Thanks to Dan, we started a new hobby, geocaching! I was hesitant at first because I'm more of the "window shopping at premium stores I cannot afford" than "trudging through the woods" type. However, we started gradually by finding cache just off trails in the park before he convinced me to go bushwacking so far into the woods that we stumbled upon a tent community and started questioning if we were too lost to find our way out. Lol! Despite my fear of ticks, bugs, dirt, and all things outdoors, we have a great time.
Geocaching is a real-world, outdoor treasure hunting game using GPS-enabled devices. Participants navigate to a specific set of GPS coordinates and then attempt to find the geocache (container) hidden at that location.
Where can I find geocache?
Geocache can be found all over the world. Cache may be at your local park, at the end of a long hike, underwater, or on the side of a city street. I like geocaching because it takes us to places we've never been before. It has helped us explore many of our local parks. We found all 8 cache located in the Joe Palaia Park. Dan has navigated through the woods in Green Spaces behind a few of the local schools and even in the woods across the street from his Mom's house in Delran. To locate cache in your area, log on to the official website and create an account.
What do I need to start?
Technically, starting can be as simple as using a smartphone (or GPS enabled device). Enthusiastic participants can use a professional GPS, personalized caches, and create their own geocaches for others to find. Personally, we started with the geocache application on our smartphones, some bug spray, and a few small items to place in the cache we found. Based on our travels so far, I highly recommend bug spray, outdoor shoes, pants, and a hat. We have encountered many thorns, mosquitoes, and plenty of mud while we walking in the woods off trails (referred to as "bushwacking"), so I suggest dressing the part.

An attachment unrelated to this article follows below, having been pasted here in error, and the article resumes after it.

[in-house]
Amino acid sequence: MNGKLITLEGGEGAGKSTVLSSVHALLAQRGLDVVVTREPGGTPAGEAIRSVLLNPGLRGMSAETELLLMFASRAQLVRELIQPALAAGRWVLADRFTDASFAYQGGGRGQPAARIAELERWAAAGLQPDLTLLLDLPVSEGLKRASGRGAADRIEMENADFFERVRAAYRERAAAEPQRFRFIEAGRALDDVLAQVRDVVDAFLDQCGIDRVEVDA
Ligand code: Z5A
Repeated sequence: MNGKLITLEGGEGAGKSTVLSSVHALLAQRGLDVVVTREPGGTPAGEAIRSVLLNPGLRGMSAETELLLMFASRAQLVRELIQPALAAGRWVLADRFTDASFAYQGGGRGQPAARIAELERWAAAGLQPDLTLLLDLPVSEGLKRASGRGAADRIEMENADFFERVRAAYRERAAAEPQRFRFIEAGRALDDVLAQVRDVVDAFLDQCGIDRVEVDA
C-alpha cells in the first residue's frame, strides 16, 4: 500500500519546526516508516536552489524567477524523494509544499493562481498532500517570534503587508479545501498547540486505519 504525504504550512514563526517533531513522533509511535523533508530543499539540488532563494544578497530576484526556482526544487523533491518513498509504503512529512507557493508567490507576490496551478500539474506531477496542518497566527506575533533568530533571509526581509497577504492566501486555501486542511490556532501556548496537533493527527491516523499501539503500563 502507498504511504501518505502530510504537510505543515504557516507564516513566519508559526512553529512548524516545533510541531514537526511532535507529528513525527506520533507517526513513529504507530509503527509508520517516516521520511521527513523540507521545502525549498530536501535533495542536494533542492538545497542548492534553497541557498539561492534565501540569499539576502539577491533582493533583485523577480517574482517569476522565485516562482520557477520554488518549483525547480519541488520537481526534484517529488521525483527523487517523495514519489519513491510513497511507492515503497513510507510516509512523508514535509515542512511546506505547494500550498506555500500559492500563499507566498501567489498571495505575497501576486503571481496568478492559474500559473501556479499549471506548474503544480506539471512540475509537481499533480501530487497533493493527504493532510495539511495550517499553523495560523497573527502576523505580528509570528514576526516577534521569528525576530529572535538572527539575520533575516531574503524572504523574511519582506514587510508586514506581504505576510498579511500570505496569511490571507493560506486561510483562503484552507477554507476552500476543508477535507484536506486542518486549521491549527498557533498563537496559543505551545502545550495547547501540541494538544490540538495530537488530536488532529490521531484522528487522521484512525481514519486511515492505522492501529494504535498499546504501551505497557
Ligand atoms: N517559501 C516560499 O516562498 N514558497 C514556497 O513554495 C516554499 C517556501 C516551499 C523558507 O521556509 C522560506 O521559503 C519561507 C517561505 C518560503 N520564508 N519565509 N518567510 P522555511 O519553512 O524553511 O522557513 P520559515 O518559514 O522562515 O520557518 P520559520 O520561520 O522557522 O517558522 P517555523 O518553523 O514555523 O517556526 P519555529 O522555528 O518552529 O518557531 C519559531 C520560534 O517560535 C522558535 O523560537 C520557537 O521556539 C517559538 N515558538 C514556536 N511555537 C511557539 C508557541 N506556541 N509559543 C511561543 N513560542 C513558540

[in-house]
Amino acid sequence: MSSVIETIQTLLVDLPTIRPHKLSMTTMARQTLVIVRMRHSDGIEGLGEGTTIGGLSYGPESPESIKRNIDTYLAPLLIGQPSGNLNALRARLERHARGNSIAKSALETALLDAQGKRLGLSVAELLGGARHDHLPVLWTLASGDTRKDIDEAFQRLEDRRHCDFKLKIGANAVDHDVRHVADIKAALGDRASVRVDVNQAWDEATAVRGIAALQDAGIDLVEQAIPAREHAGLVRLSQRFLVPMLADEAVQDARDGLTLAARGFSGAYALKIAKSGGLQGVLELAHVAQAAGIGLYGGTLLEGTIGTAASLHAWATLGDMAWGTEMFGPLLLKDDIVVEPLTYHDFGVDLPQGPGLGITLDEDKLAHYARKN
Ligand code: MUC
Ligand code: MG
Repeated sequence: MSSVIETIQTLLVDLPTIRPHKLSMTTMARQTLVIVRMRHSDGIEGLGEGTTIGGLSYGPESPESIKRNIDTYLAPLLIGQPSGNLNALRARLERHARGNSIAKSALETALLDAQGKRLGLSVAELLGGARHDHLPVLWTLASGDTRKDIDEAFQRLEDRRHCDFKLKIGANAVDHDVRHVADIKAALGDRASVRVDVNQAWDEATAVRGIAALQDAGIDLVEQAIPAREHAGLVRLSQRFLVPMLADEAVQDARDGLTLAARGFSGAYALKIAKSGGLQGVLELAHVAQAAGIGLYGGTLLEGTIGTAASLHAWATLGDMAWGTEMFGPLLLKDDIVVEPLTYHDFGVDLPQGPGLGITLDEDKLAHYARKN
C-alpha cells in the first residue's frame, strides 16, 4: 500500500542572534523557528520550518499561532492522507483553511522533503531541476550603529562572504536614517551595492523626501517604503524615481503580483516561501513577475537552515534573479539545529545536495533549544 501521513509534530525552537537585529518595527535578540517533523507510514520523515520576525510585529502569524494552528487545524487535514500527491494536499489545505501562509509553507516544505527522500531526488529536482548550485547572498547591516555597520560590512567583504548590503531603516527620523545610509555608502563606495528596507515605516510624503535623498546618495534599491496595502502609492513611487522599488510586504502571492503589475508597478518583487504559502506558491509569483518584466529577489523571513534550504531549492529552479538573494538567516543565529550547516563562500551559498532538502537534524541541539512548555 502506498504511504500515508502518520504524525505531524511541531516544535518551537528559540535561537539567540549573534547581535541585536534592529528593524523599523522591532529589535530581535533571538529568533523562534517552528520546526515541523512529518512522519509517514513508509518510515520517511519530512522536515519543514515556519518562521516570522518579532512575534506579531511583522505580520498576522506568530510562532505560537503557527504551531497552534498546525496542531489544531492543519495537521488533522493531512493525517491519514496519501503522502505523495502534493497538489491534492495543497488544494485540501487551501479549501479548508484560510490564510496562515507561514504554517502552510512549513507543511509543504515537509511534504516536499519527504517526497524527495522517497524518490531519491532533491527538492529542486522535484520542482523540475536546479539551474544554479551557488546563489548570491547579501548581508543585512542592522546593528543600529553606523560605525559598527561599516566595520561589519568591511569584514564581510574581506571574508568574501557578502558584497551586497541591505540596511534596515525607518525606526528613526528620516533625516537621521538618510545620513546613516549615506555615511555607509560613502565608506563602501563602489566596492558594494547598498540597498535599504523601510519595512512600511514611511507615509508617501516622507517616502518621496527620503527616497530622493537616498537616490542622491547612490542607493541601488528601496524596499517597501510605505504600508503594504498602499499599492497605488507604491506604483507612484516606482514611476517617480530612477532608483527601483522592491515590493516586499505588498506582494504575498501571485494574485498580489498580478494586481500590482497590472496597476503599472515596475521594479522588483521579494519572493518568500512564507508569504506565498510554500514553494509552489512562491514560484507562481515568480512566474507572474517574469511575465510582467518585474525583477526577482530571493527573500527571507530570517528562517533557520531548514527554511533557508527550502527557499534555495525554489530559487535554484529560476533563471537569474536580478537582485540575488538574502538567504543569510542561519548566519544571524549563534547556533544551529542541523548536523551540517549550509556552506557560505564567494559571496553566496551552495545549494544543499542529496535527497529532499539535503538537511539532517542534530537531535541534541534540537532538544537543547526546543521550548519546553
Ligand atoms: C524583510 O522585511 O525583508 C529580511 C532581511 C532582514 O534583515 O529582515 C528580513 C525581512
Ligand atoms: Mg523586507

Remember to bring something to put in the first cache you find! If you don't have anything on you, etiquette asks that you leave a dollar. You're supposed to record your name in the log, take an item, leave an item of equal or greater value, put the cache back where you found it, and record the find on the official website. It's also helpful to bring a pen for the log because sometimes the cache is too small to hold a writing implement or the enclosed pen doesn't work.
What can I expect to find?
For the most part, we've found our fair share of random junk. Inside the cache, it often looks like the prize counters at a Chuck E Cheese: pins, army men, small plastic toys, playing cards, poker chips, key chains, etc. However, some cache have trackable items ("travel bugs") that have traveled throughout the world, some with a specific destination in mind. We've come across items such as wine corks, business cards, travel bugs, a toy giraffe, a $30 silver spoon, sand dollars, personalized poker chips, and CDs/DVDs. We often leave items from previous cache or Magic Cards.
|Mr. Bendy-- a travel bug Dan found that came all the way from Ireland|
I want to make my own geocache for people to find. We've seen containers ranging from Mason jars and camouflaged mayo jars to store-bought geocache boxes, ammo cases, and nano containers disguised as a wad of chewing gum. We're just getting started with this hobby, and we have so much more to explore. Now, when we travel places, we find ourselves researching if there are an geocaches in the area. Plus, it is a great way for us to get some exercise and enjoy the fall-like weather. Recently we're walking miles as we wander from cache to cache in the large local parks.
Our geocache username is DK Brownies-- Find us on Geocaching.com! If you decide to give it a try, we'd love to hear about your experience.